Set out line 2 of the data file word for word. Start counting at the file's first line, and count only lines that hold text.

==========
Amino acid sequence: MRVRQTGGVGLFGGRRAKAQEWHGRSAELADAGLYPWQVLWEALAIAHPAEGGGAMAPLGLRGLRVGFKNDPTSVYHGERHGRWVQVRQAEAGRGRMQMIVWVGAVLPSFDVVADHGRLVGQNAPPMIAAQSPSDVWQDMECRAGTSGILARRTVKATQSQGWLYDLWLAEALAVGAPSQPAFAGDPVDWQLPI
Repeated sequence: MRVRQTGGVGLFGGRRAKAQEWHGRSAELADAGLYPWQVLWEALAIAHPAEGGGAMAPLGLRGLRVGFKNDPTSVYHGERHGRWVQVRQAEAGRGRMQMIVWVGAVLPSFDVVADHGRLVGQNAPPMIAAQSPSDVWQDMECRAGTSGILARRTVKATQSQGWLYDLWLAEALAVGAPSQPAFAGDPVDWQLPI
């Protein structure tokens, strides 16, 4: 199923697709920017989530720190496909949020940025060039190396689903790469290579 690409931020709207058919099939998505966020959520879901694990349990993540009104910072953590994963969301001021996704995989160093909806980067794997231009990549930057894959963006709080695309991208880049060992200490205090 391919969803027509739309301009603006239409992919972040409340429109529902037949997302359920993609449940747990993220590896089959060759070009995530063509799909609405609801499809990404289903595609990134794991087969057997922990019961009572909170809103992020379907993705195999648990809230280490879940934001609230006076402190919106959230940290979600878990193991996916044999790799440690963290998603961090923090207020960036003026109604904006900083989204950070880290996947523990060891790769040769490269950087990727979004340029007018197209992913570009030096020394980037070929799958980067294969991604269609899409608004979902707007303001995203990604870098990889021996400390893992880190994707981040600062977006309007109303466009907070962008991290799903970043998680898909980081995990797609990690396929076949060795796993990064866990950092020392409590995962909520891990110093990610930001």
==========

Repeated sequence: MRVRQTGGVGLFGGRRAKAQEWHGRSAELADAGLYPWQVLWEALAIAHPAEGGGAMAPLGLRGLRVGFKNDPTSVYHGERHGRWVQVRQAEAGRGRMQMIVWVGAVLPSFDVVADHGRLVGQNAPPMIAAQSPSDVWQDMECRAGTSGILARRTVKATQSQGWLYDLWLAEALAVGAPSQPAFAGDPVDWQLPI